Assembly extends testimony on property purchase into next week

America’s Best Value Inn and Suites is proposed as a transitional housing facility with homelessness resources. (Lex Treinen/Alaska Public Media)

The Anchorage Assembly ended a third night of public testimony on Thursday with no vote on the city’s plan to purchase four properties for treatment and homelessness resources.

Community members testified in person and over the phone for six hours Thursday evening. Similar to the meetings on Tuesday and Wednesday, there was not time for everyone who wanted to testify to do so. The assembly scheduled another meeting to hear testimony for next Tuesday, July 21.

The majority of people testifying opposed the plan to purchase properties for drug and alcohol treatment, supportive housing and life skills counseling, among other services. The most controversial properties in the plan are The Best Western Golden Lion in Midtown and the Midtown Alaska Club. 

A sign opposing the ordinance to purchase four properties, including the Golden Lion Hotel next to Geneva Woods hangs at the entrance to the neighborhood on July 15, 2015. (Lex Treinen/Alaska Public Media)

Community members in opposition accused the assembly of trying to force the plan through with little community input and few details about how the facilities would be operated. Safety concerns were also mentioned often.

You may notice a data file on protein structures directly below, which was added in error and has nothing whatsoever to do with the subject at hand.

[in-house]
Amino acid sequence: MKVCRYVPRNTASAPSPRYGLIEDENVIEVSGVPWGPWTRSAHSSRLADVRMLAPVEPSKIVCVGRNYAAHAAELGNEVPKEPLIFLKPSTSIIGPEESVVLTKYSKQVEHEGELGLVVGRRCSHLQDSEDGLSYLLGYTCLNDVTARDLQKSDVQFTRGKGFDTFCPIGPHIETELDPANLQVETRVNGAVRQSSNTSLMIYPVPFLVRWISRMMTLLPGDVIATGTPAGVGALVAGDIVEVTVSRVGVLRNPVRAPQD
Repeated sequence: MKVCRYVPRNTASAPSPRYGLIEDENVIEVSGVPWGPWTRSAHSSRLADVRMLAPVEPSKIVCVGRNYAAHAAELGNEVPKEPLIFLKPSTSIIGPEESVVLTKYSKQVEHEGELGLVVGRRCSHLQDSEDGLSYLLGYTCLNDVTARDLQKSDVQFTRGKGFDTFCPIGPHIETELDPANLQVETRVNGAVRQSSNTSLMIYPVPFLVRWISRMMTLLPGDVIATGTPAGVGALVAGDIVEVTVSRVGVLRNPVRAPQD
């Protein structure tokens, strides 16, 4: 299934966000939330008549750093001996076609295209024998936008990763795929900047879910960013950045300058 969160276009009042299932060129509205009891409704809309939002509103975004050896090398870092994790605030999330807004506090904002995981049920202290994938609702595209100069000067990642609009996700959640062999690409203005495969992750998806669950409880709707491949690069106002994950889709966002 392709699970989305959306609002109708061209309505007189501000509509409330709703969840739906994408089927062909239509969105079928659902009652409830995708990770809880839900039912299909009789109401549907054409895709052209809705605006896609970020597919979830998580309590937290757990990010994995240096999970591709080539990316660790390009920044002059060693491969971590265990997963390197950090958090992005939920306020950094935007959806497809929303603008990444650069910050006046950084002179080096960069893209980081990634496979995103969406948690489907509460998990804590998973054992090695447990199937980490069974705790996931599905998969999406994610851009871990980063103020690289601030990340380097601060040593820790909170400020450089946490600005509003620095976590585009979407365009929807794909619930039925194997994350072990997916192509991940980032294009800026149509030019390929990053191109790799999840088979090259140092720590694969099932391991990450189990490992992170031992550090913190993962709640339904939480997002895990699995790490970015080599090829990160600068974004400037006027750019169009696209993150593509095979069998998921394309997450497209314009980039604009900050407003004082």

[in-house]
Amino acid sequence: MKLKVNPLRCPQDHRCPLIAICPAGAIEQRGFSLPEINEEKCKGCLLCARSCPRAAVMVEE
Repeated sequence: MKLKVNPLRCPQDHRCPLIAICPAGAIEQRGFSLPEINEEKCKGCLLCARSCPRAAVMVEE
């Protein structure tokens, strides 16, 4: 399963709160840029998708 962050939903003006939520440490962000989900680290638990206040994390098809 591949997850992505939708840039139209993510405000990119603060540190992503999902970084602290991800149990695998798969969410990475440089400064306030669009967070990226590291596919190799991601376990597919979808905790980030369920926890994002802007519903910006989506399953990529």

The Berkowitz administration has said they are following proper procedures for getting the facilities up and running. Chief of Staff Jason Bockenstedt said that includes getting assembly authorization to start the purchasing process before they can put out a call for proposals from providers to flesh out the design details of each facility.

The city continues to run an emergency mass shelter at the Sullivan Arena, which Bockenstedt described as “hugely inefficient” to operate. He says the urgency for the city’s housing and resource plan is, in part, because they want to end services at Sullivan and replace it with a more sustainable solution.

Advocates say the number of people experiencing homelessness in Anchorage is expected to rise next month as coronavirus rental and mortgage protections begin to sunset.

Kavitha George is Alaska Public Media’s climate change reporter. Reach her at

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